- Reynolds M, Peterson-Roth EC, Baspalov IA, Johnston A, Gurel V, Menard H, Zhitkovich A. Rapid DNA double strand breaks resulting from processing of Cr-DNA crosslinks by both MutS dimers. Cancer Res. 2009 Feb 1;69(3):1071-9.
- Reynolds M, Zhitkovich A. Cellular vitamin C increases chromate toxicity via a death program requiring mismatch repair but not p53. Carcinogenesis. 2007 Jul;28(7):1613-20.
- Reynolds M, Stoddard L, Bespalov I, Zhitkovich A. Ascorbate acts as a highly potent inducer of chromate mutagenesis and clastogenesis: linkage to DNA breaks in G2 phase by mismatch repair. Nucleic Acids Res. 2007; 35(2):465-76.
- Messer J, Reynolds M, Stoddard L, Zhitkovich A. Causes of DNA single-strand breaks during reduction of chromate by glutathione in vitro and in cells. Free Radic Biol Med. 2006 Jun 1;40(11):1981-92. Epub 2006 Feb 20.
- Karaczyn A, Ivan S, Reynolds M, Zhitkovich A, Kasprzak KS, Salnikow K. Ascorbate depletion mediates up-regulation of hypoxia-associated proteins by cell density and nickel. J Cell Biochem. 2006 Apr 1;97(5):1025-35.
- Peterson-Roth E, Reynolds M, Quievryn G, Zhitkovich A. Mismatch repair proteins are activators of toxic responses to chromium-DNA damage. Mol Cell Biol. 2005 May;25(9):3596-607.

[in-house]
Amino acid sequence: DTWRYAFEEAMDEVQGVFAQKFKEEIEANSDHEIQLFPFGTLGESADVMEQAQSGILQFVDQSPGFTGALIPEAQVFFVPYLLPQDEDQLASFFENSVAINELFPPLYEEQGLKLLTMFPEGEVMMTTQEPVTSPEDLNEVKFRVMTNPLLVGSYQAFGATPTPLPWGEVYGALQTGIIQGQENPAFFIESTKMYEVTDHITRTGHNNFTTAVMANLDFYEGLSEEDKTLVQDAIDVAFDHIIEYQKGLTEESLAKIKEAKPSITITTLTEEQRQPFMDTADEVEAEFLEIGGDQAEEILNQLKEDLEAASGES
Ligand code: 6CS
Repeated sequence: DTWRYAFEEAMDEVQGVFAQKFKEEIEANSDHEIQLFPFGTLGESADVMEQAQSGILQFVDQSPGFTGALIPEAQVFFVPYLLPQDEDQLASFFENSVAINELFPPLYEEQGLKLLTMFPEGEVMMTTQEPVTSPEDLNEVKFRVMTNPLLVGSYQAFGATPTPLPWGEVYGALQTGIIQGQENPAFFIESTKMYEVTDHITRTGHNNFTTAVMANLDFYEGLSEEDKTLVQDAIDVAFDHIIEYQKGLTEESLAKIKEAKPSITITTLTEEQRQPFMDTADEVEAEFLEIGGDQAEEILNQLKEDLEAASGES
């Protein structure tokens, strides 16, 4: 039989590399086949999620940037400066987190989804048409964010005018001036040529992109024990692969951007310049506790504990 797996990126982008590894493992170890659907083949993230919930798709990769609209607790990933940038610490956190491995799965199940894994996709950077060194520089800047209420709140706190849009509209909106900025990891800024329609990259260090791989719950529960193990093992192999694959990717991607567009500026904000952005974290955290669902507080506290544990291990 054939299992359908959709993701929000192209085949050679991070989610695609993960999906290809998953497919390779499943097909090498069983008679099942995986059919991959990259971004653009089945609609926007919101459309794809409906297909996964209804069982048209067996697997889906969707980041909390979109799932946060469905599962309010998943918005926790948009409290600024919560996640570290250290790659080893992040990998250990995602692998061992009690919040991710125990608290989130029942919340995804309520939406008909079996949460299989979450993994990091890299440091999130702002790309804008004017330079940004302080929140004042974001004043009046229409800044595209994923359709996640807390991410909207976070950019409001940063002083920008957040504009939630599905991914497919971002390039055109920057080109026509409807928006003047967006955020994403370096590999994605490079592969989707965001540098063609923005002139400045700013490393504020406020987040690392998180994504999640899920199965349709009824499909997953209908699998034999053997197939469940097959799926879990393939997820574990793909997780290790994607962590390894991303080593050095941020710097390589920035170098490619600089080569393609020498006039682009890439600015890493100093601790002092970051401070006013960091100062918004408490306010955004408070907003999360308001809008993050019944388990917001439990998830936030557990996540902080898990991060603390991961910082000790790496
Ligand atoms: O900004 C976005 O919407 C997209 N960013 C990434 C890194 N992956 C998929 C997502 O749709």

- Reynolds M, Peterson E, Quievryn G, Zhitkovich A. Human nucleotide excision repair efficiently removes chromium-DNA phosphate adducts and protects cells against chromate toxicity. J Biol Chem. 2004 Jul 16;279(29):30419-24. Epub 2004 Apr 15.
Recent And Upcoming Poster Presentations
- Chowdhury, K. and Reynolds, M Cytotoxic and Genotoxic Effects of Coexposure to Nickel and Cadmium. Annual Society of Toxicology Meeting, Salt Lake City, UT (2010).
- Lynch, C. and Reynolds, M Toxicological Effects of Coexposure to Nickel and Cobalt in Human Lung Epithelial Cells. Annual Society of Toxicology Meeting, Salt Lake City, UT (2010)
- Lynch, C. and Reynolds, M Mechanisms of Cellular Toxicity for Dual Exposure to NiCl2 and CoCl2 in H460 Human Lung Epithelial Cells. 2010 Sigma Xi Annual Meeting & International Research Conference Raleigh, NC (2010).
- Longwell, B. and Reynolds, M Characterization of the Molecular Mechanism of Cadmium and Nickel-Induced Toxicity. Annual Society of Toxicology Meeting, Washington DC, DC (2011).
- Lynch, C. and Reynolds, M Mechanisms of Cellular Toxicity for Dual Exposure to NiCl2 and CoCl2 in H460 Human Lung Epithelial Cells. Annual Society of Toxicology Meeting, Washington DC, DC (2011).
- Patel, E., Ruff, V., Reynolds, M. Co-exposure to nickel and cobalt increases cytotoxicity and genotoxicity of H460 human lung epithelial cells. Family Fall Weekend, Washington College (2011).
- Reynolds, M. Collection of Web Resources for the Teaching of Toxicology. Annual Society of Toxicology Meeting. San Francisco, CA (2012).
- Patel, E., Lynch, C., Ruff, V., Reynolds, M. Co-exposure to nickel and cobalt chloride enhances cytotoxicity and oxidative stress in human lung epithelial cells. Annual Society of Toxicology Meeting. San Francisco, CA (2012).